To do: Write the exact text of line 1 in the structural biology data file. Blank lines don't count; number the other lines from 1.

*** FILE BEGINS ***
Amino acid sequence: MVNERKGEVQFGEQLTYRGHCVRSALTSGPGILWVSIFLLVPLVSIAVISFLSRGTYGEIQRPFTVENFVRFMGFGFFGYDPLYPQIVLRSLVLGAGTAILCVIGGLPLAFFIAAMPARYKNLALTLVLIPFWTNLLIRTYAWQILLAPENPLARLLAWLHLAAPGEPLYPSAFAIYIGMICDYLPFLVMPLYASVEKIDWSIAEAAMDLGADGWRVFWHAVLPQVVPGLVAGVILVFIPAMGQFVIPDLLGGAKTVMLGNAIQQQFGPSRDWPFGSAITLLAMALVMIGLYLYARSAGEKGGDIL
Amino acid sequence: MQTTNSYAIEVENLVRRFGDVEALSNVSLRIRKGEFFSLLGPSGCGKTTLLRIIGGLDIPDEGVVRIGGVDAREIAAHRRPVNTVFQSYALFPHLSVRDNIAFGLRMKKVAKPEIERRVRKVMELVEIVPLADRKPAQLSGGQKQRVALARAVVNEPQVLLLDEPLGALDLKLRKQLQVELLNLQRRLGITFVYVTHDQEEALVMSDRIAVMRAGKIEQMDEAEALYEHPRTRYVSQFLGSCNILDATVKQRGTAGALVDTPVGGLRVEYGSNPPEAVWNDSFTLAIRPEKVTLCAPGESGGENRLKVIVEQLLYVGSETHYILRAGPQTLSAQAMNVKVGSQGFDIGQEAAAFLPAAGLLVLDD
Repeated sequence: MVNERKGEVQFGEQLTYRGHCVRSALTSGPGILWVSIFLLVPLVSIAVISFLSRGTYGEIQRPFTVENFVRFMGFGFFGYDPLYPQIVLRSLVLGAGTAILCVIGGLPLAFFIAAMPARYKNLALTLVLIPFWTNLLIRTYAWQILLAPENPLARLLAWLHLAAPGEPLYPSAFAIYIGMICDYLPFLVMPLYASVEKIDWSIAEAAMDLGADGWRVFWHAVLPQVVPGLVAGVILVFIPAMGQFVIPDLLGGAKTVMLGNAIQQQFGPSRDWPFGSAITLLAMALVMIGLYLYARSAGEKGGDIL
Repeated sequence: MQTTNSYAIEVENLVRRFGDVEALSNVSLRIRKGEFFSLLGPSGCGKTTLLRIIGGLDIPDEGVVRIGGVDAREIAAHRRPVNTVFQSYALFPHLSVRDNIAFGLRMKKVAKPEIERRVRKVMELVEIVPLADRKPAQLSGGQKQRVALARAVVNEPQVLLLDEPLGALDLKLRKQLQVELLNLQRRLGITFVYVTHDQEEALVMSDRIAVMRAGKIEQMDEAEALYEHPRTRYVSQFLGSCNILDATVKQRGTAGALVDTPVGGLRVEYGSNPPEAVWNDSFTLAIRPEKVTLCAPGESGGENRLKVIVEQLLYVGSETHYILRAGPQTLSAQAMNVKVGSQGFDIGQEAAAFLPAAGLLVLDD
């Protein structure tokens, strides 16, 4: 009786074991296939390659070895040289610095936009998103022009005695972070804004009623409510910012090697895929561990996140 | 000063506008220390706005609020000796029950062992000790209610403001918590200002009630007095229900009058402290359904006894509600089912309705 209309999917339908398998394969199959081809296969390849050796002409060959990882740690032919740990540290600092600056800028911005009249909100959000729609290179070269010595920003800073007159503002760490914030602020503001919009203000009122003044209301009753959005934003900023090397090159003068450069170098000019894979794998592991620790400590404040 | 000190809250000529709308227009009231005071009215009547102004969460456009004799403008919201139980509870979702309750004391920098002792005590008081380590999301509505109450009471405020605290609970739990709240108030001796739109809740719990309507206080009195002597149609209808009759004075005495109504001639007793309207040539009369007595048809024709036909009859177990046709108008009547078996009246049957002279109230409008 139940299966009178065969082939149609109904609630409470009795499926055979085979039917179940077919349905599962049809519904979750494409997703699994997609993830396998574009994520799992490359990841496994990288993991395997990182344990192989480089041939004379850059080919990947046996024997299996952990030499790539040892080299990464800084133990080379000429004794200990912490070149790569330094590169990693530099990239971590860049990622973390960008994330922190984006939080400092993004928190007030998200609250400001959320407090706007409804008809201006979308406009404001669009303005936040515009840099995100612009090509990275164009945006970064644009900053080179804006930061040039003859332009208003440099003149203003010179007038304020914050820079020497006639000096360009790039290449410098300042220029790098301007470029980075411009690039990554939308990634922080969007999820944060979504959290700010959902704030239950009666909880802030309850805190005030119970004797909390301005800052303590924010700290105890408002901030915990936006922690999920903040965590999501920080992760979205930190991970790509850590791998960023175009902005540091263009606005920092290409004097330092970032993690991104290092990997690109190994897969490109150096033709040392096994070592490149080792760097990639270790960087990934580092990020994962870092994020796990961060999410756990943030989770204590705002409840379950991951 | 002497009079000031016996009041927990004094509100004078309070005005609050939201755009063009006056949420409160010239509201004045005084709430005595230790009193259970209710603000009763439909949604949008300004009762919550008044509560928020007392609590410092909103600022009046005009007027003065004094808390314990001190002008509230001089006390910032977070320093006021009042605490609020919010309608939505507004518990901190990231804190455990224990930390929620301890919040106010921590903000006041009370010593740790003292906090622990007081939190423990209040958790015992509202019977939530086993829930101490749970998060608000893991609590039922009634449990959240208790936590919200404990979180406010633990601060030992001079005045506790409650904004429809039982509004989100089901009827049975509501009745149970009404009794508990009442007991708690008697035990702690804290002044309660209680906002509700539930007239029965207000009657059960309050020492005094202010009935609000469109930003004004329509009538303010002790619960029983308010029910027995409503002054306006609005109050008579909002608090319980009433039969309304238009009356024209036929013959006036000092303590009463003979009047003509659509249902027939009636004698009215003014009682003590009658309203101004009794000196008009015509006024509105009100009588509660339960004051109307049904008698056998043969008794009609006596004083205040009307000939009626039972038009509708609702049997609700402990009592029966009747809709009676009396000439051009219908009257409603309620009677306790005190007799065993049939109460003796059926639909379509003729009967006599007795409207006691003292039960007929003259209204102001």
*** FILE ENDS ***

Amino acid sequence: MVNERKGEVQFGEQLTYRGHCVRSALTSGPGILWVSIFLLVPLVSIAVISFLSRGTYGEIQRPFTVENFVRFMGFGFFGYDPLYPQIVLRSLVLGAGTAILCVIGGLPLAFFIAAMPARYKNLALTLVLIPFWTNLLIRTYAWQILLAPENPLARLLAWLHLAAPGEPLYPSAFAIYIGMICDYLPFLVMPLYASVEKIDWSIAEAAMDLGADGWRVFWHAVLPQVVPGLVAGVILVFIPAMGQFVIPDLLGGAKTVMLGNAIQQQFGPSRDWPFGSAITLLAMALVMIGLYLYARSAGEKGGDIL